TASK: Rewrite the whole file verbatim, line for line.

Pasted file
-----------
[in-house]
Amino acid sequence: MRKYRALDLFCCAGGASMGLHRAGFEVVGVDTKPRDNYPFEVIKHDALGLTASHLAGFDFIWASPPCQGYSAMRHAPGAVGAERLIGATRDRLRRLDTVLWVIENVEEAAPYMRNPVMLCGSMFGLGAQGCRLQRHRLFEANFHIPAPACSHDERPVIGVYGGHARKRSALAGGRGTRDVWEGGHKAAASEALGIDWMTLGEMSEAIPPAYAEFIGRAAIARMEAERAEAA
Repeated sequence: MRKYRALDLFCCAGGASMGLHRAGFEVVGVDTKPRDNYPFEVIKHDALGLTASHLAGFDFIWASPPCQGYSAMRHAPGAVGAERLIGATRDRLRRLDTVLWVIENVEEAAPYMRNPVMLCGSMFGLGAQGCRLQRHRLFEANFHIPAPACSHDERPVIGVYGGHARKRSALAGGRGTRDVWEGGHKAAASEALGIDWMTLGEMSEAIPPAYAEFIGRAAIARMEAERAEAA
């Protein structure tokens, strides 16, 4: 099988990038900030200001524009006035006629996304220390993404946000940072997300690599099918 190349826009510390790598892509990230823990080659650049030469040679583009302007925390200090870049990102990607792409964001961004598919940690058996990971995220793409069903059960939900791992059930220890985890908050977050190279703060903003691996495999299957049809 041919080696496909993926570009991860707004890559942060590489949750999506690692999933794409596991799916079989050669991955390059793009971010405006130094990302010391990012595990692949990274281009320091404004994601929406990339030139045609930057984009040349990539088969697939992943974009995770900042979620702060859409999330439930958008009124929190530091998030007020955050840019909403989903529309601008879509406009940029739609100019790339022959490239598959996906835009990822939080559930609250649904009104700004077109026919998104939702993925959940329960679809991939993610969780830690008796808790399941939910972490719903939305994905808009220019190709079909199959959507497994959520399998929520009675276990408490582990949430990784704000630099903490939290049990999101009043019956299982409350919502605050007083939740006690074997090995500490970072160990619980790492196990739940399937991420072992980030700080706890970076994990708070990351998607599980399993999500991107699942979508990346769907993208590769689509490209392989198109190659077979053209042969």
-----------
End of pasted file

[in-house]
Amino acid sequence: MRKYRALDLFCCAGGASMGLHRAGFEVVGVDTKPRDNYPFEVIKHDALGLTASHLAGFDFIWASPPCQGYSAMRHAPGAVGAERLIGATRDRLRRLDTVLWVIENVEEAAPYMRNPVMLCGSMFGLGAQGCRLQRHRLFEANFHIPAPACSHDERPVIGVYGGHARKRSALAGGRGTRDVWEGGHKAAASEALGIDWMTLGEMSEAIPPAYAEFIGRAAIARMEAERAEAA
Repeated sequence: MRKYRALDLFCCAGGASMGLHRAGFEVVGVDTKPRDNYPFEVIKHDALGLTASHLAGFDFIWASPPCQGYSAMRHAPGAVGAERLIGATRDRLRRLDTVLWVIENVEEAAPYMRNPVMLCGSMFGLGAQGCRLQRHRLFEANFHIPAPACSHDERPVIGVYGGHARKRSALAGGRGTRDVWEGGHKAAASEALGIDWMTLGEMSEAIPPAYAEFIGRAAIARMEAERAEAA
């Protein structure tokens, strides 16, 4: 099988990038900030200001524009006035006629996304220390993404946000940072997300690599099918 190349826009510390790598892509990230823990080659650049030469040679583009302007925390200090870049990102990607792409964001961004598919940690058996990971995220793409069903059960939900791992059930220890985890908050977050190279703060903003691996495999299957049809 041919080696496909993926570009991860707004890559942060590489949750999506690692999933794409596991799916079989050669991955390059793009971010405006130094990302010391990012595990692949990274281009320091404004994601929406990339030139045609930057984009040349990539088969697939992943974009995770900042979620702060859409999330439930958008009124929190530091998030007020955050840019909403989903529309601008879509406009940029739609100019790339022959490239598959996906835009990822939080559930609250649904009104700004077109026919998104939702993925959940329960679809991939993610969780830690008796808790399941939910972490719903939305994905808009220019190709079909199959959507497994959520399998929520009675276990408490582990949430990784704000630099903490939290049990999101009043019956299982409350919502605050007083939740006690074997090995500490970072160990619980790492196990739940399937991420072992980030700080706890970076994990708070990351998607599980399993999500991107699942979508990346769907993208590769689509490209392989198109190659077979053209042969």